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United States Court of Appeals,Eleventh Circuit.

UNITED STATES of America, Plaintiff-Appellee, v. Edward L. PATE, Defendant-Appellant.

No. 02-13408.

    Decided: February 21, 2003

Before DUBINA and BLACK, Circuit Judges, and RYSKAMP,* District Judge.Robert M. Shipman, Huntsville, AL, for Defendant-Appellant. Alice H. Martin, Joyce White Vance, Birmingham, AL, for Plaintiff-Appellee.

Appellant Edward L. Pate (“Pate”) appeals the district court's imposition of his sentence under the Assimilated Crimes Act, 18 U.S.C. § 13(a) (1994) (“ACA”), for driving under the influence of alcohol (“DUI”), in violation of Ala.Code § 32-5A-191(a)(1)(1975).   We affirm.


A federal grand jury in the Northern District of Alabama returned a one-count indictment charging Pate with a violation of DUI as codified under Ala.Code. § 32-5A-191(a)(1) (1975), and as assimilated under 18 U.S.C. § 13(a) (1994).

The presentence investigation report (“PSI”) stated that Pate had a total of five prior DUI convictions.   For that reason, Pate was facing a penalty range of not less than one year and one day and not more than ten years in custody.   The Alabama Code classifies his violation as a Class C felony due to enhanced penalty provisions for offenders with four or more DUI convictions.   See Ala.Code § 32-5A-191(h) (1975).   Pate entered a guilty plea, and the district court sentenced him to the statutory minimum term of one year and one day imprisonment, to be followed by a 36 month term of supervised release.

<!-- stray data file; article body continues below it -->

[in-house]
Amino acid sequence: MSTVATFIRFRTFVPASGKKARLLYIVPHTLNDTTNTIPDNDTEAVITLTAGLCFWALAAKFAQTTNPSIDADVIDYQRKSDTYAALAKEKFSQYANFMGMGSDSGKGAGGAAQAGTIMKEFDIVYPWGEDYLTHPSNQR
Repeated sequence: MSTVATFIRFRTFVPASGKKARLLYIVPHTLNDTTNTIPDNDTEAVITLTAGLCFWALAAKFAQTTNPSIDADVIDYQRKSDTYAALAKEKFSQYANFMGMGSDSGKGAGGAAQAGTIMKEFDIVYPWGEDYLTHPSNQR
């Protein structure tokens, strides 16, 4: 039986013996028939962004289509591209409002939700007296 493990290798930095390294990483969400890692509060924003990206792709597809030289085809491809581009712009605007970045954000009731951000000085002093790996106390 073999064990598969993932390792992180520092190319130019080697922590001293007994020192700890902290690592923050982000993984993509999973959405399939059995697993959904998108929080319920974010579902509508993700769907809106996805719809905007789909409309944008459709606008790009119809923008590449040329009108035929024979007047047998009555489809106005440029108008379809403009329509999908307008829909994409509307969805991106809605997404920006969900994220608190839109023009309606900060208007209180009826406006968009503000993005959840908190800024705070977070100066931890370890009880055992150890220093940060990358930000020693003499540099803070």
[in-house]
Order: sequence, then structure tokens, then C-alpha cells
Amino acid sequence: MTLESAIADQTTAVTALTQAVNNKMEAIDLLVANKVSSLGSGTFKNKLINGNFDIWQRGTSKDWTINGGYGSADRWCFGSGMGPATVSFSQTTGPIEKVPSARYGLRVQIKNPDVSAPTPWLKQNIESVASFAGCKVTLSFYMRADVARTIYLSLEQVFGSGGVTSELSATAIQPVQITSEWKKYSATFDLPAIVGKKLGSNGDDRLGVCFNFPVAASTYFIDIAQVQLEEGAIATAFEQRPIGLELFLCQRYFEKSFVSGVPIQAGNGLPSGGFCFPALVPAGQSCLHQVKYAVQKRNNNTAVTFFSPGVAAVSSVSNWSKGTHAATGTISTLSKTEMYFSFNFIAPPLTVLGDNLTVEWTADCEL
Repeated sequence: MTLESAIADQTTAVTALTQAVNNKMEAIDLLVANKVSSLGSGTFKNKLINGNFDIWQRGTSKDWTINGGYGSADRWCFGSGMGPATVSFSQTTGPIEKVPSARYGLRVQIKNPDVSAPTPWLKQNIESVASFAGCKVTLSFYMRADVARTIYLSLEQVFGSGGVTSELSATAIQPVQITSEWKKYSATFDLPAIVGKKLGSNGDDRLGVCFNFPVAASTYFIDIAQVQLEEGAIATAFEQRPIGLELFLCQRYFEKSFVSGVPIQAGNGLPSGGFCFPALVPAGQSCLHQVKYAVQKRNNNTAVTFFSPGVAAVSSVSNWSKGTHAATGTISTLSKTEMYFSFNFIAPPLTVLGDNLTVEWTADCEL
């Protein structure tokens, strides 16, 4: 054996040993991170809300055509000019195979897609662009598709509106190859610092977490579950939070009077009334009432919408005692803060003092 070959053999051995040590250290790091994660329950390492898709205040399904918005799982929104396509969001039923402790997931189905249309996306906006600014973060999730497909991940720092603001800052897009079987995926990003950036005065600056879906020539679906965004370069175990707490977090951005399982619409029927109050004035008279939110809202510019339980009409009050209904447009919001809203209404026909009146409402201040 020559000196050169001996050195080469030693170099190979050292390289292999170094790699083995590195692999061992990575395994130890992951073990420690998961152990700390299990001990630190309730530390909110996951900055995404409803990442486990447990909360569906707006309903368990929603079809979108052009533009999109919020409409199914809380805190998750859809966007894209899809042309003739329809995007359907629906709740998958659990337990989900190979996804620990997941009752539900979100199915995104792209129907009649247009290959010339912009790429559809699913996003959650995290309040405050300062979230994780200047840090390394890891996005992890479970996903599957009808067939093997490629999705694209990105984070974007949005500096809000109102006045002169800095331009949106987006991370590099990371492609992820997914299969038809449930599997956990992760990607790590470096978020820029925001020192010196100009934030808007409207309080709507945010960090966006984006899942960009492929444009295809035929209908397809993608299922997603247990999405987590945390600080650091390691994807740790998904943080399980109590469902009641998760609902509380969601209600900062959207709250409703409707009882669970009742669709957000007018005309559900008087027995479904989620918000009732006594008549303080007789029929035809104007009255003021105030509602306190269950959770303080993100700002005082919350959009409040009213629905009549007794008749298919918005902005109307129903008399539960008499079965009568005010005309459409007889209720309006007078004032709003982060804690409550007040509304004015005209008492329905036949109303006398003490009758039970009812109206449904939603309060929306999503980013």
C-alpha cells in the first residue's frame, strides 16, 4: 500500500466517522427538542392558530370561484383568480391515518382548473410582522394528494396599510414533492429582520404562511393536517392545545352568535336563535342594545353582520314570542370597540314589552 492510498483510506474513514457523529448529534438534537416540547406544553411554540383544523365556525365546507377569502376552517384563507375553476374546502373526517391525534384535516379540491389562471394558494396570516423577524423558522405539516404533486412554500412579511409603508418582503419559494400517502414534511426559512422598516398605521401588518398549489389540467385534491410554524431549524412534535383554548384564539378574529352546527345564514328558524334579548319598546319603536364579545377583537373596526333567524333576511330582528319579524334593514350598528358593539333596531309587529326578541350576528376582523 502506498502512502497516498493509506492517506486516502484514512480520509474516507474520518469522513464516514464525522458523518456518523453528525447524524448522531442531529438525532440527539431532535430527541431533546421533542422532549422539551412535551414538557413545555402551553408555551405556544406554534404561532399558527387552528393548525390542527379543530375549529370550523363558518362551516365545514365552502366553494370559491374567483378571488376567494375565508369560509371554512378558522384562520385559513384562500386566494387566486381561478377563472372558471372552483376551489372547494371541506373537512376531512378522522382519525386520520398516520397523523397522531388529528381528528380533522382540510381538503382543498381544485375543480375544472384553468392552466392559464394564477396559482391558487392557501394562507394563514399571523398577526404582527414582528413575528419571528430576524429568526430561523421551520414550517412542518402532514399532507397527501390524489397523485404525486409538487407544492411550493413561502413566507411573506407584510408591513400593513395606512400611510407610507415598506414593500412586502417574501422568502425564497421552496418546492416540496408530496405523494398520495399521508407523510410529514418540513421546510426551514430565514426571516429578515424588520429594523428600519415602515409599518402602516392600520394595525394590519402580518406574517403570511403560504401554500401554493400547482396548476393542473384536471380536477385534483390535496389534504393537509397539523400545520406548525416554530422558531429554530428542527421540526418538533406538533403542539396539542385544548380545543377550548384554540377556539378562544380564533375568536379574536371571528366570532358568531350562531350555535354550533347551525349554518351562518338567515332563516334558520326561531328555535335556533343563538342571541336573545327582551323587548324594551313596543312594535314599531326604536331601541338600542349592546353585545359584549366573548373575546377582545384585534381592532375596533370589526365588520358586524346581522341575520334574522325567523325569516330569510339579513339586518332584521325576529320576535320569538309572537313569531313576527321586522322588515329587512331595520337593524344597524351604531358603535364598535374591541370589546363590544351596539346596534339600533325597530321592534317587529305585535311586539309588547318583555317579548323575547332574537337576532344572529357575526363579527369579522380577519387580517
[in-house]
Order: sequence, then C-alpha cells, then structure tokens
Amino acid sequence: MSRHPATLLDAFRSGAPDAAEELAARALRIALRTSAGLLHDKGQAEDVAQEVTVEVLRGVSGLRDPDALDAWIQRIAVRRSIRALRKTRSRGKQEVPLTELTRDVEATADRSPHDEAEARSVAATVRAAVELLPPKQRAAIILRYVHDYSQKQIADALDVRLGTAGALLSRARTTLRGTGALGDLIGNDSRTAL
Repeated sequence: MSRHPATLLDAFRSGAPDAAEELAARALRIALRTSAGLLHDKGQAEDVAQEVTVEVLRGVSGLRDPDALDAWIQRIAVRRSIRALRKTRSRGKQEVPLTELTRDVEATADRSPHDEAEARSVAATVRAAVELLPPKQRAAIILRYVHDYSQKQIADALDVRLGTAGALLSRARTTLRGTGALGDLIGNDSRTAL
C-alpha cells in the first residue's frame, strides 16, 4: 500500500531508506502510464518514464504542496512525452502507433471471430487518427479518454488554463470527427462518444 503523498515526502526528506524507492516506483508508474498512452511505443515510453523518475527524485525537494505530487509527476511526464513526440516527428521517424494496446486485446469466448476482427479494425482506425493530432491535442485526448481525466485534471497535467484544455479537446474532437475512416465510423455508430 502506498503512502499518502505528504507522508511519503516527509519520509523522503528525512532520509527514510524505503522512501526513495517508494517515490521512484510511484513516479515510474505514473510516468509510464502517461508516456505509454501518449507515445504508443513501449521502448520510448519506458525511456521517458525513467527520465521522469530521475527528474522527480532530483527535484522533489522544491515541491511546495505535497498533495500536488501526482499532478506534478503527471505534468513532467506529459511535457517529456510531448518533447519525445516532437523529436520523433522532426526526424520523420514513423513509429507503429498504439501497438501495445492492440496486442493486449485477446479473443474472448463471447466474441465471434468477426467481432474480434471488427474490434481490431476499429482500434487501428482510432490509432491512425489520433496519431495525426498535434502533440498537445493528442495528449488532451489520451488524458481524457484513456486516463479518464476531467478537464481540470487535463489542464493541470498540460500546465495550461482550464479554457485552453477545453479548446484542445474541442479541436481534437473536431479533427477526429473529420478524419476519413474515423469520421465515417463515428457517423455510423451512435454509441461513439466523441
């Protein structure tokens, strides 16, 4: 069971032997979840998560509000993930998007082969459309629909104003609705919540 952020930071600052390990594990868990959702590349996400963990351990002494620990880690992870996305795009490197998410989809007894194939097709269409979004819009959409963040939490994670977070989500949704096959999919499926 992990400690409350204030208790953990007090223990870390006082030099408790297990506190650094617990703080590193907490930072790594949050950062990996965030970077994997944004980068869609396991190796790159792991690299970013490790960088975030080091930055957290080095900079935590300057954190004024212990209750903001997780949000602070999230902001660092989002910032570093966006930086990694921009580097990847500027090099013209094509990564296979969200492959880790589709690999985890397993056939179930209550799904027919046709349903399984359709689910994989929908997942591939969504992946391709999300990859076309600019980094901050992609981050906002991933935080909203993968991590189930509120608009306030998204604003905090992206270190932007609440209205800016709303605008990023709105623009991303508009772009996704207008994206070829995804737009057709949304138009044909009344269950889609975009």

The specific facts of this case demonstrate that on July 6, 1999, Pate drove his vehicle up to Gate Nine at Redstone Arsenal, a federal installation located in Madison County, Alabama.   Military police officers noticed that his vehicle had no license plate and no decal for the Arsenal.   They also observed that Pate slurred his speech, appeared to have impaired functions, and was unresponsive.   Pate voluntarily stated to officers, “I'm drunk.   I'm drunk right now.”  [R. Vol. 2 at 11-12;  PSI at 3-4].   He was unable to complete field sobriety tests, and officers took him into custody.   A subsequent breath alcohol test showed his blood alcohol level to be .19.


Whether the “like punishment” clause of the ACA requires a federal court to implement state policies regarding eligibility for early release and alternative forms of confinement that conflict with federal sentencing policies.


“The proper length of a sentence under the ACA is a question of law subject to de novo review by this court.”  United States v. Gaskell, 134 F.3d 1039, 1041 (11th Cir.1998).


Pate's specific complaint in this case is that his sentence violates the “like punishment” clause of the ACA.   The ACA provides as follows: